A recent report in the Chronicle Herald newspaper in Halifax warned that Atlantic Canada will not be able to absorb the next few interest rate hikes, but, according to a senior mortgage advisor, the opposite is true.
Clinton Wilkins of the Centum-affiliated Clinton Wilkins Mortgage Team says that while the consumer debt is high, perhaps even alarming, Atlantic Canadians have less mortgage debt than the rest of the country. He added that the January rate hike, even in combination with B-20, had a negligible effect on Halifax’s housing market.
“People still buy houses every day, people can be driven to homes that they would not normally have liked, but they also have some hints of grandeur, for us we still do deals every day.”
In fact Wilkins believes that Halifax is booming because the incomes are high and the cost of housing is low. The trend started a few years ago and has not diminished – not even this year, as housing markets around the country are cooling down.
“We have never had a boom here and there are other areas in the country where the real market estate is so inflated or priceless, but people can come here to get a well-paying job in Halifax, but also the homeownership is a reality, “he said. “People can own a detached house for $ 325,000, which is very realistic, but guess what, you can even get out of town a bit and buy a semi-detached for $ 150,000, even $ 130,000, which is realistic. buy one bedroom apartment in downtown Toronto for $ 325,000 – it’s just unavailable. ”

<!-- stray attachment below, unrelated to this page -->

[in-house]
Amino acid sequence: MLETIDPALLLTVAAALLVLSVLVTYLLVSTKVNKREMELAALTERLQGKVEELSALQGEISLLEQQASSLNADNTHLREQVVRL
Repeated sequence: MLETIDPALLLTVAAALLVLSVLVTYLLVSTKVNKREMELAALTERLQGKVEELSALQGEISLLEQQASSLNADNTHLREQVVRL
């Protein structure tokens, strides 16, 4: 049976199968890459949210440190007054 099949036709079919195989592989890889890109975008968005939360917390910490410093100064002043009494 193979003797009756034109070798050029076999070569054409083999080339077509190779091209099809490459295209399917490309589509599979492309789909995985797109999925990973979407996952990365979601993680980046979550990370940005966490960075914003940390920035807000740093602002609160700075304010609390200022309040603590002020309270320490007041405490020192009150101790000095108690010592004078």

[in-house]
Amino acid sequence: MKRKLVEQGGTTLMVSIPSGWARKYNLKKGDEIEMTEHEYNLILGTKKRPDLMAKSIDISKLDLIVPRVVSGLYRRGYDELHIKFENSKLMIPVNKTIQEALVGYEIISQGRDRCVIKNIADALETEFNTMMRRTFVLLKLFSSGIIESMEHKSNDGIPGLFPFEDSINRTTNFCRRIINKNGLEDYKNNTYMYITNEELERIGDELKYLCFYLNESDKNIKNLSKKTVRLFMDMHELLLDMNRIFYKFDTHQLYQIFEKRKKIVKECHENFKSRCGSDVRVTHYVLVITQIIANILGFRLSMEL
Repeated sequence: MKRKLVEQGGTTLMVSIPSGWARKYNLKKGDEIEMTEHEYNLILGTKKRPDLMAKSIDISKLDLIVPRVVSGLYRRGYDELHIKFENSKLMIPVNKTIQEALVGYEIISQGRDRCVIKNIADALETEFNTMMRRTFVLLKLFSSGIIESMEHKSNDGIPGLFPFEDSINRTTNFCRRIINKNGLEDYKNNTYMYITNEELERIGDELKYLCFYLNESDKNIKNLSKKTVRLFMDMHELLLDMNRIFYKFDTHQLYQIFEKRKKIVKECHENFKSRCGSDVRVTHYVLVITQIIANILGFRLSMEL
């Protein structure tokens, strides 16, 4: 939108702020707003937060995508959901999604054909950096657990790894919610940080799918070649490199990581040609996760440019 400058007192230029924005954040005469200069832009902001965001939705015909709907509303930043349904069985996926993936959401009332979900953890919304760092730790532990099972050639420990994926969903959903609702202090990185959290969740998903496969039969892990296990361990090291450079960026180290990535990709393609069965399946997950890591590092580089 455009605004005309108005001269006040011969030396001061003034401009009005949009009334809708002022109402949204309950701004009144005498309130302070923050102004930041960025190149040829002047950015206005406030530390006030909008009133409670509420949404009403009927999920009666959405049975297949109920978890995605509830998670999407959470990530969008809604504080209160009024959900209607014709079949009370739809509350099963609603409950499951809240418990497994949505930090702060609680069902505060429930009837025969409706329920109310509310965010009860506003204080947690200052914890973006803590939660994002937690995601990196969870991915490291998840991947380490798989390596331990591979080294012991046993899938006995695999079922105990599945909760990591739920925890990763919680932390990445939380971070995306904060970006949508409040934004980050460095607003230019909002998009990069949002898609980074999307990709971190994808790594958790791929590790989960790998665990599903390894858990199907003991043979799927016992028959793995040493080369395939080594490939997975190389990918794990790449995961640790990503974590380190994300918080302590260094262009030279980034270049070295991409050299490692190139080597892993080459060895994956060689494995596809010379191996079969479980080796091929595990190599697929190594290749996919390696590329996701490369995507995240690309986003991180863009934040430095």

Wilkins also believes more immigrants will choose to settle in Halifax, the hub of Atlantic Canada, and that even Canadians will start migrating there too.
“I think we will certainly see newcomers in Canada, but also positive moves from places like Ontario, choose Halifax, especially if the labor market strengthens,” he said. “It’s a different lifestyle on the east coast, it’s a great place to live and a great place to do business, and I’m in competition with the big boys, I do 200 to 300 units myself. Canada does not do these types of units. ”
However, Wilkins admitted that Nova Scotia is heavily indebted and has no access to alternative sources of financing
]” Outside of Halifax in rural Nova ] Scotia is definitely higher debt-to-income, we see more clients with credit problems and it is harder to get approved Outside Halifax there are not many options for conventional loans, only the bank borrowers are there. lends not even in the countryside unless they have a branch in a certain radius.We see more and more private loans in rural Nova Scotia because if there are credit problems, there is no access to alternative lenders or monoline signers. ”